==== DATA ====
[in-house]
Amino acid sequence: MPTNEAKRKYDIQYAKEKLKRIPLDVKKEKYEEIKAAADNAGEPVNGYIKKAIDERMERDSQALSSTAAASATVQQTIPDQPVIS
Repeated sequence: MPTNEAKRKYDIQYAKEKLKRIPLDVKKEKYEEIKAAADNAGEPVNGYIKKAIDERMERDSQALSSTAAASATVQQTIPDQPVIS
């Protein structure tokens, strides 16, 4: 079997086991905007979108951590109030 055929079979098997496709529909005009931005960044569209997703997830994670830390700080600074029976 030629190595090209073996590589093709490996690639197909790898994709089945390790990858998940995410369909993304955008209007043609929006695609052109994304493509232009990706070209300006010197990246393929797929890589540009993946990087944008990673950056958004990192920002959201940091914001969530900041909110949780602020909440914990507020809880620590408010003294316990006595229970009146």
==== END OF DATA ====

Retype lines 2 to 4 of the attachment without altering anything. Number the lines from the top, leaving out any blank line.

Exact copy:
Amino acid sequence: MPTNEAKRKYDIQYAKEKLKRIPLDVKKEKYEEIKAAADNAGEPVNGYIKKAIDERMERDSQALSSTAAASATVQQTIPDQPVIS
Repeated sequence: MPTNEAKRKYDIQYAKEKLKRIPLDVKKEKYEEIKAAADNAGEPVNGYIKKAIDERMERDSQALSSTAAASATVQQTIPDQPVIS
């Protein structure tokens, strides 16, 4: 079997086991905007979108951590109030 055929079979098997496709529909005009931005960044569209997703997830994670830390700080600074029976 030629190595090209073996590589093709490996690639197909790898994709089945390790990858998940995410369909993304955008209007043609929006695609052109994304493509232009990706070209300006010197990246393929797929890589540009993946990087944008990673950056958004990192920002959201940091914001969530900041909110949780602020909440914990507020809880620590408010003294316990006595229970009146």